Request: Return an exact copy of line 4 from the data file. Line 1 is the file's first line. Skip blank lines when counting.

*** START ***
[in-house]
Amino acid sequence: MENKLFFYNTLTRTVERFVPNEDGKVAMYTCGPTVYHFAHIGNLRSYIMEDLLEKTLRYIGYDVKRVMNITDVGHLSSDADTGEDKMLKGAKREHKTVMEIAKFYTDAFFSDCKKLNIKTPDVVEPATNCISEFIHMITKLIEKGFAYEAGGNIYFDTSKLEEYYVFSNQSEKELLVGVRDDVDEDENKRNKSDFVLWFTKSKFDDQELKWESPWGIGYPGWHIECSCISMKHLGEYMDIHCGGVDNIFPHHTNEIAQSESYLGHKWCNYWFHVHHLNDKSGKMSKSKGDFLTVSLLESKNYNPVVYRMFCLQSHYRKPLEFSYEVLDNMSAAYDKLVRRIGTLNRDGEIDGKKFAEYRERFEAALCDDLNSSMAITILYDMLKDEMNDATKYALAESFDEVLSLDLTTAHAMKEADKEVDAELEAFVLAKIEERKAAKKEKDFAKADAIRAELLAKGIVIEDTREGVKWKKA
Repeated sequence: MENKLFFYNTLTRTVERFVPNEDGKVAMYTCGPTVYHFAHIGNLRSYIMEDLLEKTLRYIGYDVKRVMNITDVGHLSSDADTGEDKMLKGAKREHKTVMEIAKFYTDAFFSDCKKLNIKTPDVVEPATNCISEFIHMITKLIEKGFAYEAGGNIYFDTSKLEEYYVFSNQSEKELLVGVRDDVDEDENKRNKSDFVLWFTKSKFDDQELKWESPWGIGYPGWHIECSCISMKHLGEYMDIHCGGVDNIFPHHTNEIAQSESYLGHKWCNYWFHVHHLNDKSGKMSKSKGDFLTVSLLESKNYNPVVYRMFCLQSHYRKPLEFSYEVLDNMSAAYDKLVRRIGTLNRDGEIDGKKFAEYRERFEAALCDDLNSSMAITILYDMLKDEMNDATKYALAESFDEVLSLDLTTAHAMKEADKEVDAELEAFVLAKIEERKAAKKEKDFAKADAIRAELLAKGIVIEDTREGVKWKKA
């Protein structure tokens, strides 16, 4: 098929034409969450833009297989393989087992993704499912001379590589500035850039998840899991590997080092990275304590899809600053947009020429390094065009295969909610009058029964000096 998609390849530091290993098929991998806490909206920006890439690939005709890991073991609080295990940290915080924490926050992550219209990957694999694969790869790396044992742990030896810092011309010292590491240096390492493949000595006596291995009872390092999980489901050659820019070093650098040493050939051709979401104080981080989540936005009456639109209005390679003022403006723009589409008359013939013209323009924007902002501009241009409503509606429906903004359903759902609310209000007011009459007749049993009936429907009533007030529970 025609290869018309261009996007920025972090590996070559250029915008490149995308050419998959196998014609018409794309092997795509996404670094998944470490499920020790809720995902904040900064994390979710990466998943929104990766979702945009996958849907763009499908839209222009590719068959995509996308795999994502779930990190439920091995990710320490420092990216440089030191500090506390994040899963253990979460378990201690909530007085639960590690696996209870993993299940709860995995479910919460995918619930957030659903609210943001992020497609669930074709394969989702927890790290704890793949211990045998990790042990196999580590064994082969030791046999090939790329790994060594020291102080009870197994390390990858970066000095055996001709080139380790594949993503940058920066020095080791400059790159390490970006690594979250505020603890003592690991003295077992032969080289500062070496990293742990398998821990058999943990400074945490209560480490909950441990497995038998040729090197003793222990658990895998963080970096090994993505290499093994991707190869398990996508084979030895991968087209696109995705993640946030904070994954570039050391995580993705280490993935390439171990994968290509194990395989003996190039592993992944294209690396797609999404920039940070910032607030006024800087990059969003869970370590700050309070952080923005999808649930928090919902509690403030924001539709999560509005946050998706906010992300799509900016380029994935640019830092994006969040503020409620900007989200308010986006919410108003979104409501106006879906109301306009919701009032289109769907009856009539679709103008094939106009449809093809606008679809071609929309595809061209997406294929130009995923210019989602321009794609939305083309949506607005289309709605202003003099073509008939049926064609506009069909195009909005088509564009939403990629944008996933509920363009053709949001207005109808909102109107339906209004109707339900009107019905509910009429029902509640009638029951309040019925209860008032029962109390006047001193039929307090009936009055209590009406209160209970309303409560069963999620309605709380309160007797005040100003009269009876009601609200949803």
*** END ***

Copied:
């Protein structure tokens, strides 16, 4: 098929034409969450833009297989393989087992993704499912001379590589500035850039998840899991590997080092990275304590899809600053947009020429390094065009295969909610009058029964000096 998609390849530091290993098929991998806490909206920006890439690939005709890991073991609080295990940290915080924490926050992550219209990957694999694969790869790396044992742990030896810092011309010292590491240096390492493949000595006596291995009872390092999980489901050659820019070093650098040493050939051709979401104080981080989540936005009456639109209005390679003022403006723009589409008359013939013209323009924007902002501009241009409503509606429906903004359903759902609310209000007011009459007749049993009936429907009533007030529970 025609290869018309261009996007920025972090590996070559250029915008490149995308050419998959196998014609018409794309092997795509996404670094998944470490499920020790809720995902904040900064994390979710990466998943929104990766979702945009996958849907763009499908839209222009590719068959995509996308795999994502779930990190439920091995990710320490420092990216440089030191500090506390994040899963253990979460378990201690909530007085639960590690696996209870993993299940709860995995479910919460995918619930957030659903609210943001992020497609669930074709394969989702927890790290704890793949211990045998990790042990196999580590064994082969030791046999090939790329790994060594020291102080009870197994390390990858970066000095055996001709080139380790594949993503940058920066020095080791400059790159390490970006690594979250505020603890003592690991003295077992032969080289500062070496990293742990398998821990058999943990400074945490209560480490909950441990497995038998040729090197003793222990658990895998963080970096090994993505290499093994991707190869398990996508084979030895991968087209696109995705993640946030904070994954570039050391995580993705280490993935390439171990994968290509194990395989003996190039592993992944294209690396797609999404920039940070910032607030006024800087990059969003869970370590700050309070952080923005999808649930928090919902509690403030924001539709999560509005946050998706906010992300799509900016380029994935640019830092994006969040503020409620900007989200308010986006919410108003979104409501106006879906109301306009919701009032289109769907009856009539679709103008094939106009449809093809606008679809071609929309595809061209997406294929130009995923210019989602321009794609939305083309949506607005289309709605202003003099073509008939049926064609506009069909195009909005088509564009939403990629944008996933509920363009053709949001207005109808909102109107339906209004109707339900009107019905509910009429029902509640009638029951309040019925209860008032029962109390006047001193039929307090009936009055209590009406209160209970309303409560069963999620309605709380309160007797005040100003009269009876009601609200949803």